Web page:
The long-awaited trial of Raj Jandoo in connection with alleged offences on air flights between Edinburgh, Inverness and Stornoway in March 2004 was again postponed on 15 December, as Jandoo’s counsel, Donald Findlay QC, was otherwise engaged on behalf of the accused in the Jodi Jones murder trial in Edinburgh.
Trevor Adams, formerly hounds master of the Buccleuch Hunt, was found not guilty of offences under the Protection of Wild Mammals (Scotland) Act 2002 at Jedburgh Sheriff Court on 10 December 2004. The full opinion of Sheriff Kevin Drummond, narrating facts and law, can be found at http://www.scotcourts.gov.uk/opinions/ADAMS.html. Particularly pertinent is Sheriff Drummond’s early observation (para 4):
It should be borne in mind that this is a penal statute creating offences punishable by imprisonment and it falls to be construed in no different way from any other penal statute. There is no burden of proof on an accused person and it is not for an accused to prove that he falls within a statutory exception. It is for the Crown to prove his guilt beyond reasonable doubt and to exclude the application of any such statutory exception.””
The Scotsman for 1 December 2004 reported a reprimand from Lord Nimmo Smith to Colin McEachran QC in connection with a complaint to the judge by Allan Wilson MSP about the length of time being taken by him to issue his opinion in the McTear case (which concerns the liability of a cigarette manufacturer for the illness and death of a smoker – see No 267). The case concluded in February 2004 and Lord Nimmo Smith’s opinion is expected soon. It appeared that Mr McEachran had suggested to the waiting pursuer that she contact an MSP about the time being taken to issue a decision, and Mr Wilson had then written to the judge. Lord Nimmo Smith pointed out that there was a convention against politicians intervening in current cases, to preserve judicial independence; that he had indicated in July that the length of the judgement might prevent its completion until late in the year; and that the existing draft was over 860 pages and 250,00 words. The judge said that he would be reporting Mr McEachran to the Faculty of Advocates; Mr McEachran explained that he had merely suggested contacting an MSP, not the judge direct.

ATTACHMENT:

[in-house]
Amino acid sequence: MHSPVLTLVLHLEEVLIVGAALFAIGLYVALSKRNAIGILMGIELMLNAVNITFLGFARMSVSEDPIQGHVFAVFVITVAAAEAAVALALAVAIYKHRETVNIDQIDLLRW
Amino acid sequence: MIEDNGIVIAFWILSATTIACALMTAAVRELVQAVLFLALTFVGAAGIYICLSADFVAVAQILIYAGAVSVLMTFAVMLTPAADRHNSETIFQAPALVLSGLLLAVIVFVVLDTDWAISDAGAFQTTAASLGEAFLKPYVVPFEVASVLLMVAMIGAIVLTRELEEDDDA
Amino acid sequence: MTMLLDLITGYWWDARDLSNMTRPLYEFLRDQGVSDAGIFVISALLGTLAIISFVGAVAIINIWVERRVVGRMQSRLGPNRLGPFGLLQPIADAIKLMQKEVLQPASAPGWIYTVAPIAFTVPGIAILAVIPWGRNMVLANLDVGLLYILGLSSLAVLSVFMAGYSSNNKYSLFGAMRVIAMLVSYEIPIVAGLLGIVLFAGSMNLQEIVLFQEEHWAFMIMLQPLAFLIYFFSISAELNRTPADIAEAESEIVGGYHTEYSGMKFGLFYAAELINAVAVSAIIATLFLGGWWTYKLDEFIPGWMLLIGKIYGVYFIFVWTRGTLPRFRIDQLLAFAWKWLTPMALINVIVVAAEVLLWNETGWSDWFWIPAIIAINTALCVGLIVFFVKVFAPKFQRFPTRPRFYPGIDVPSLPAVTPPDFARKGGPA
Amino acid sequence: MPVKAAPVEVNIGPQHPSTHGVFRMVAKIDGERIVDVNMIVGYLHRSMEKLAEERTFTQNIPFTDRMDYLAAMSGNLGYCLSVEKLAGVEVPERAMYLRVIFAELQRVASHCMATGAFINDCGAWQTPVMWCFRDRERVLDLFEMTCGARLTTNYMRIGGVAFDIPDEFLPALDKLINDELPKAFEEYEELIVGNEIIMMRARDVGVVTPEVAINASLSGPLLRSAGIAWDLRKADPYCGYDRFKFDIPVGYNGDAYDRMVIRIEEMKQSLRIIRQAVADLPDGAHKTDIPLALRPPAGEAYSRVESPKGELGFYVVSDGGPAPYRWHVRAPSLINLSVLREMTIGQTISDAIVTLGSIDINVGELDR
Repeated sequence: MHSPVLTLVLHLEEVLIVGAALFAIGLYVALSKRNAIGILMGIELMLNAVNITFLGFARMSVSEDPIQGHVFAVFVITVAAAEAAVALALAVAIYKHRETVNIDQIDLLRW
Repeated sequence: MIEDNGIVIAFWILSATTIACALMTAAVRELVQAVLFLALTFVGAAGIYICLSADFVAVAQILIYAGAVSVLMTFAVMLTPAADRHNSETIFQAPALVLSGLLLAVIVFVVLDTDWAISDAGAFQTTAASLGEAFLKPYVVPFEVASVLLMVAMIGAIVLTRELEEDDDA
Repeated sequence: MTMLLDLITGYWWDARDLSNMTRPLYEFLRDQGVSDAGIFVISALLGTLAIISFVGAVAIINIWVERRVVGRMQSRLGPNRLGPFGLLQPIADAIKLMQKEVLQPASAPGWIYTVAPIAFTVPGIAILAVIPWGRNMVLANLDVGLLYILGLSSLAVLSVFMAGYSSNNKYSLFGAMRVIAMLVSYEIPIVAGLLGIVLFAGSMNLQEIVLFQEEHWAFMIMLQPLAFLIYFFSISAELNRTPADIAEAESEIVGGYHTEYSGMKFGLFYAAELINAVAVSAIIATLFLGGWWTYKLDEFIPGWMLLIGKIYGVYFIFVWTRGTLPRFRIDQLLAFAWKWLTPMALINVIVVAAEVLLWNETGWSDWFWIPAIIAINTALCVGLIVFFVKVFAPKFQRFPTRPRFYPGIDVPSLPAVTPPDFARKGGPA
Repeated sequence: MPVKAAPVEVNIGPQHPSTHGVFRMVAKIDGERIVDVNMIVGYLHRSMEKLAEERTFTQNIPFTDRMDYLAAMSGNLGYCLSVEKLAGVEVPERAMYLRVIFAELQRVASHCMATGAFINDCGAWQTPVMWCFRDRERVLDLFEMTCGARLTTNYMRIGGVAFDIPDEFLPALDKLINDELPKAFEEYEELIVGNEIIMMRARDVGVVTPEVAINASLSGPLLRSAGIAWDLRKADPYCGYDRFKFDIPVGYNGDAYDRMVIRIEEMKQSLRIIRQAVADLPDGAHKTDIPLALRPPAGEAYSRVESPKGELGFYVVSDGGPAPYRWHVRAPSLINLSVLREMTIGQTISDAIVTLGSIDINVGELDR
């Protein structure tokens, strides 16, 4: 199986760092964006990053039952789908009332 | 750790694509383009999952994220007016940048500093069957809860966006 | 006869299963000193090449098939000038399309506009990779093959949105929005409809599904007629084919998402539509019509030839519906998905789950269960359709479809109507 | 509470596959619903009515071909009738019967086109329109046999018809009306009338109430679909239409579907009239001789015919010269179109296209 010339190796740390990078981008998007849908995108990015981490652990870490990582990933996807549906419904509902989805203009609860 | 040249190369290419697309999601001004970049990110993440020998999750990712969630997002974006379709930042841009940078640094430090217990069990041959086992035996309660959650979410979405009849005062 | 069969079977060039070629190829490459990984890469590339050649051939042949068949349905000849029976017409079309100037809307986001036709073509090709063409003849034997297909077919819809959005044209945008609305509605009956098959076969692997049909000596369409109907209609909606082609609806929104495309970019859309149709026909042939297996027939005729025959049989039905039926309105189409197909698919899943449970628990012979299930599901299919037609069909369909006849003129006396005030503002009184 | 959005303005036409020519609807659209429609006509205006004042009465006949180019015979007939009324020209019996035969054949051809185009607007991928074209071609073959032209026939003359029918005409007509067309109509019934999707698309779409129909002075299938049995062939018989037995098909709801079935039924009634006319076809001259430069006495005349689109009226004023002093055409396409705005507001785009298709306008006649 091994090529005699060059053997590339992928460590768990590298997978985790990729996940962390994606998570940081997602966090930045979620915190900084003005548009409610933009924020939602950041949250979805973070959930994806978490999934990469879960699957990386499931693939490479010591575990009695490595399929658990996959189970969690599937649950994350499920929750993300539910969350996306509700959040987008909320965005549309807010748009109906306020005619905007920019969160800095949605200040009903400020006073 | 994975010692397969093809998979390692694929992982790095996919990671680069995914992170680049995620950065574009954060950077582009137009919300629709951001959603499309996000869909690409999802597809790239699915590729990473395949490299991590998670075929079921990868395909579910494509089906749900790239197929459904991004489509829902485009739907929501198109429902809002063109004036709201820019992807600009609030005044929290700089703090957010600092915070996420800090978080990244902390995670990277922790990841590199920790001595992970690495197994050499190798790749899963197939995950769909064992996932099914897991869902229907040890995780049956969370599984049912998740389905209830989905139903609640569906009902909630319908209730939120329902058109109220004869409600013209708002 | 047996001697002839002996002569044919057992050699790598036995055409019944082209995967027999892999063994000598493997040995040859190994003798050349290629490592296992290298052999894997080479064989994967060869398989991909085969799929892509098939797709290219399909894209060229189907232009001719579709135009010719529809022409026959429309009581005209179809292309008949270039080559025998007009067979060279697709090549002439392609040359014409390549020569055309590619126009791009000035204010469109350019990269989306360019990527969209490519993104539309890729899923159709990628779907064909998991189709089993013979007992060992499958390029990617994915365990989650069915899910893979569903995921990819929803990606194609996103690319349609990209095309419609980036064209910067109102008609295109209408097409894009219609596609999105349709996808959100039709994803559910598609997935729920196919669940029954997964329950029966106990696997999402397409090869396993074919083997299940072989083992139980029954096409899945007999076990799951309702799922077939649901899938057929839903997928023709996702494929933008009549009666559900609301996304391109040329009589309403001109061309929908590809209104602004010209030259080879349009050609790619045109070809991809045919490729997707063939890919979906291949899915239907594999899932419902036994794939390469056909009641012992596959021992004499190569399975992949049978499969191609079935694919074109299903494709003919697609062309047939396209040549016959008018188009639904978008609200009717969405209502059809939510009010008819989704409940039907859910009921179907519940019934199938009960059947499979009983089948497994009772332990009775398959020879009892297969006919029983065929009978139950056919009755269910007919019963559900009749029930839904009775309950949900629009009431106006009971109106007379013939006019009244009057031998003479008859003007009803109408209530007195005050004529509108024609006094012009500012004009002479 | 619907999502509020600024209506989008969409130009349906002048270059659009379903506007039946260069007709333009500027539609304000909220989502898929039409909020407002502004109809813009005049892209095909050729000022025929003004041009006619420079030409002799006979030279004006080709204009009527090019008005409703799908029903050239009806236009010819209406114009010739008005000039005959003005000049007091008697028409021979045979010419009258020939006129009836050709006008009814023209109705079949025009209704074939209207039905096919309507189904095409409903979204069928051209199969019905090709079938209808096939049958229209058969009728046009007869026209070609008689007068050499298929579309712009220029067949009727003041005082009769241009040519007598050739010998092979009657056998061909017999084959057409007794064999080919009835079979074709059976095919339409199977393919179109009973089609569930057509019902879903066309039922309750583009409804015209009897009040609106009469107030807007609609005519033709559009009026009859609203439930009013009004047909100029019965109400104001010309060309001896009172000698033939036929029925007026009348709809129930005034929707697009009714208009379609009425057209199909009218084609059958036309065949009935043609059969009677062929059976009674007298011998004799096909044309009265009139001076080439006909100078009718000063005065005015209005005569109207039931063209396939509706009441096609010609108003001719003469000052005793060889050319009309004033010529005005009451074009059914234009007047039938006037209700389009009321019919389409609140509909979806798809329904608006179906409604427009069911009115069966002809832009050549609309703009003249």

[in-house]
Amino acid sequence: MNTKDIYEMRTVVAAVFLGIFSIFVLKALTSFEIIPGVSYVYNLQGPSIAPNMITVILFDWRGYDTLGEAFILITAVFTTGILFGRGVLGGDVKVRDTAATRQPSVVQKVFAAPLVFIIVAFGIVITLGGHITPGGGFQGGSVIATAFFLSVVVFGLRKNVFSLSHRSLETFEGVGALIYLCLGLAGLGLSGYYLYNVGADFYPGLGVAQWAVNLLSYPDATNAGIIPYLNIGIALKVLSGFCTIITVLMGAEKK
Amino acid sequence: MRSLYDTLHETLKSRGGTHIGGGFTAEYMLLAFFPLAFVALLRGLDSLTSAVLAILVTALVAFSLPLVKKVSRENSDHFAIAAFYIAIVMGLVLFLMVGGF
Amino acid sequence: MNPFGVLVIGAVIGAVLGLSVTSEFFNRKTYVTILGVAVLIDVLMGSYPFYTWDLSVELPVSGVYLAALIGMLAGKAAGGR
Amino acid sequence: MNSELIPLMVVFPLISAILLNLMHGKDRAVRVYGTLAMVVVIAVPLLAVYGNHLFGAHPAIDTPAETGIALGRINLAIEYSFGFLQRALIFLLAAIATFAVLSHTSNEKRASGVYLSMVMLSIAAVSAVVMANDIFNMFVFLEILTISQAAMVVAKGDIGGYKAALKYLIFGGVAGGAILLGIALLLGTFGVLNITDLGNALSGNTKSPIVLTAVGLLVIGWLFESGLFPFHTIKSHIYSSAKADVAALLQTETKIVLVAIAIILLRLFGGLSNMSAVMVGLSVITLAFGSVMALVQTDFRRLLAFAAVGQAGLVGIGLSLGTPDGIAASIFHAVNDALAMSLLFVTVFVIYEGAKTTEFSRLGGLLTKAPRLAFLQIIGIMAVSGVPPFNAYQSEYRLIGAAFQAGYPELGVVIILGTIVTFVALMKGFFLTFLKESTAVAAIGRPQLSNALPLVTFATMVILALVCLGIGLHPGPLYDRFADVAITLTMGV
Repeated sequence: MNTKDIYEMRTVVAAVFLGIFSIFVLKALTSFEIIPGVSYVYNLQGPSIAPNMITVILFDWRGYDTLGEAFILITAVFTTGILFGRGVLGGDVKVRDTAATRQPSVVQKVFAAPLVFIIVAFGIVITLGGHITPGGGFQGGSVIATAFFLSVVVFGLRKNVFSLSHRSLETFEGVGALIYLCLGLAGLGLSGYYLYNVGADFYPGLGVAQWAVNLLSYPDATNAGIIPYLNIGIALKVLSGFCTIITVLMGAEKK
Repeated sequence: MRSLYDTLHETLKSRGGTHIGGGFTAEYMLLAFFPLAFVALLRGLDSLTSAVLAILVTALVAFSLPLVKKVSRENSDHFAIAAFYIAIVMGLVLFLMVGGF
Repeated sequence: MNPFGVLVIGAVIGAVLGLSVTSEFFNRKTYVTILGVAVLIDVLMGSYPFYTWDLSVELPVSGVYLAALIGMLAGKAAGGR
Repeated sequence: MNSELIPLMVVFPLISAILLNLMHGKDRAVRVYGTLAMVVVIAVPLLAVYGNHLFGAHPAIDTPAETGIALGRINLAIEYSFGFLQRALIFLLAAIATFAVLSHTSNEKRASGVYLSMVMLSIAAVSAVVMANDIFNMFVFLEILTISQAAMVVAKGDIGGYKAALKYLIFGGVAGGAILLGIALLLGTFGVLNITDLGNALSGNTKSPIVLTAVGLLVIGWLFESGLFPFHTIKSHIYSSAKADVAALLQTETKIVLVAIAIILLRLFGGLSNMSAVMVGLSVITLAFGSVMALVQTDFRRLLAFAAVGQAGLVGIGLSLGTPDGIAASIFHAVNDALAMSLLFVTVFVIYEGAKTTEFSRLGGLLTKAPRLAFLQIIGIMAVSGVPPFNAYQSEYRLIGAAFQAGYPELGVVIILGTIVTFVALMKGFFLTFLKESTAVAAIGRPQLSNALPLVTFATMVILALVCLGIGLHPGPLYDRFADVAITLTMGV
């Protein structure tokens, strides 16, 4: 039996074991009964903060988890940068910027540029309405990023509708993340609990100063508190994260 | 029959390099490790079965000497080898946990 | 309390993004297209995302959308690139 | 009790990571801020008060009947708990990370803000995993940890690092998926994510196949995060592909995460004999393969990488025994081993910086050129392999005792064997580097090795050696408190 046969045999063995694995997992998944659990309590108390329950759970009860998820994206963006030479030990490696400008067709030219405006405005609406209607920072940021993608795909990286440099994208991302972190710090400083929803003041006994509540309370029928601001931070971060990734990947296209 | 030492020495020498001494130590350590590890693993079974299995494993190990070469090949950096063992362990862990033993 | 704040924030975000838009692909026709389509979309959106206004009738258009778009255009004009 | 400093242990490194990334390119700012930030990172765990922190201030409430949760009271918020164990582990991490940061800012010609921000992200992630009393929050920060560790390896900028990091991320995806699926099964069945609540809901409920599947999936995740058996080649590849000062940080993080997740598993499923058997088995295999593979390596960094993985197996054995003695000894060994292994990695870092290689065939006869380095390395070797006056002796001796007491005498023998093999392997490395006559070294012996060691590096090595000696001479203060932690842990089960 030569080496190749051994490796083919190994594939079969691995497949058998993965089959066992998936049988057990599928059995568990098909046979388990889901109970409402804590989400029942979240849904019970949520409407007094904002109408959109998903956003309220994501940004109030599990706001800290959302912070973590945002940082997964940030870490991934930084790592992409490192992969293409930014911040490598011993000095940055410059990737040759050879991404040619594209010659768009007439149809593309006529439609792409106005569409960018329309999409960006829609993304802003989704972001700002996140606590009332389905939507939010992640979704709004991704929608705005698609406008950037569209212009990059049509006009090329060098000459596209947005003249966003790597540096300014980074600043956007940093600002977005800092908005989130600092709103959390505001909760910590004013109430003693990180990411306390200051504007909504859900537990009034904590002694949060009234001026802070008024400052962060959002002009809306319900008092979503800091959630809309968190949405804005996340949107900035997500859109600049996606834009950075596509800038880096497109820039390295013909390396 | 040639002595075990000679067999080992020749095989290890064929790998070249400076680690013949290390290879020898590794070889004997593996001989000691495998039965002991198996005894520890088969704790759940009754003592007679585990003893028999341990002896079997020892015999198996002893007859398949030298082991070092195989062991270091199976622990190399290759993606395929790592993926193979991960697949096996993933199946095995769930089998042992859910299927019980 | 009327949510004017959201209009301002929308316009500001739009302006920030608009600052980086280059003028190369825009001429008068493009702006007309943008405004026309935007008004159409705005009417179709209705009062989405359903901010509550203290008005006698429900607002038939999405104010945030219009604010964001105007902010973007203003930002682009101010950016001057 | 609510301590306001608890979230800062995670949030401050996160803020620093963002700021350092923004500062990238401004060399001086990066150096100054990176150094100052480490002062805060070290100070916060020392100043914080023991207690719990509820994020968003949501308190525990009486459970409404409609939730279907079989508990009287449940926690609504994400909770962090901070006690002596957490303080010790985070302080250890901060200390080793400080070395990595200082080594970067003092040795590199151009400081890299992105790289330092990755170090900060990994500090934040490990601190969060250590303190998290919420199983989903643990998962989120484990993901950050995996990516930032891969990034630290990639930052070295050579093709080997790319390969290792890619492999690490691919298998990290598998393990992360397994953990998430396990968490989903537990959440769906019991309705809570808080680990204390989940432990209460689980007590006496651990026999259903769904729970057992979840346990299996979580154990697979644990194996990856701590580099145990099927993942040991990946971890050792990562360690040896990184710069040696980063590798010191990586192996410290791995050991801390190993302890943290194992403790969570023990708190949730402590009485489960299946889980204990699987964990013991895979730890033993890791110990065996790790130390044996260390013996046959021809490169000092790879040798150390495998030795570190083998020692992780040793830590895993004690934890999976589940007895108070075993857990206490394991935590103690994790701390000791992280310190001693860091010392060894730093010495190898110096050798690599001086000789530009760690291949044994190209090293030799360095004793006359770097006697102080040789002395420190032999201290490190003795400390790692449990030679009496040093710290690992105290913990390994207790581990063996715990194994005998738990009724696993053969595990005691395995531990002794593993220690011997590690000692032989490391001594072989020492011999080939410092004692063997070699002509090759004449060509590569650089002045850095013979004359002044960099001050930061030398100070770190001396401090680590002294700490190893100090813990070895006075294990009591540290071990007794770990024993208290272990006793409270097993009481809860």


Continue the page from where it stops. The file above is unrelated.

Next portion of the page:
Lord Nimmo Smith is also presiding in the grim Jodi Jones murder trial in Edinburgh, and after three days of evidence had to discharge the first jury to hear the case on 16 November when two jurors were released from service. Trials can continue with juries down to 12 members, but in this case it was thought not possible to continue with only 13. The trial resumed with a new jury on 18 November and is expected to conclude around Christmas.
The tenants of the estate of Pairc in the isle of Lewis voted on 30 November 2004 to pursue a community buy-out of the estate under the provisions of the Land Reform (Scotland) Act 2003 (see No 205). The buy-out is however opposed by the laird, Barry Lomas, an accountant from Warwickshire, and if it goes ahead will be the first instance of such a contested buy-out under the Act. A large wind-farm, producing an annual revenue of over a million pounds, is proposed for the estate. If the buyout offer goes ahead, the Scottish Executive will have six months to make a decision on the matter.
POLITICIANS IN COURT – SHERIDAN, WATSON, GALLOWAY
Religionists (see No 393) were followed into the court room by politicians in late November and December 2004. On 30 November Mike Watson, MSP for Glasgow Cathcart, was bailed in Edinburgh Sheriff Court on a charge of wilful fire-raising at Prestonfield House Hotel, during the Scottish Politician of the Year Awards event on 11 November (one well-fuelled with liquid refreshments, according to reports from members of the media who should know). On 2 December, Eady J of the English High Court awarded £150,000 in defamation damages to George Galloway, MP for Glasgow Kelvin, against the Daily Telegraph, in respect of a claim that Galloway had received substantial sums of money from the former Saddam Hussein regime in Iraq. Meanwhile, Tommy Sheridan, MSP for Glasgow Pollok, stated that he would be suing the News of the World over allegations about his extra-marital conduct published on 14 November. Mr Sheridan had resigned as leader of the Scottish Socialist Party the previous week. The party executive said in a statement: The executive completely dismisses the rumours that have circulated in the press that Tommy’s resignation was provoked by a leadership challenge, a factional power struggle or any other form of political internal in-fighting. But no comment was made on the allegations of an affair, since this was the subject of a legal action.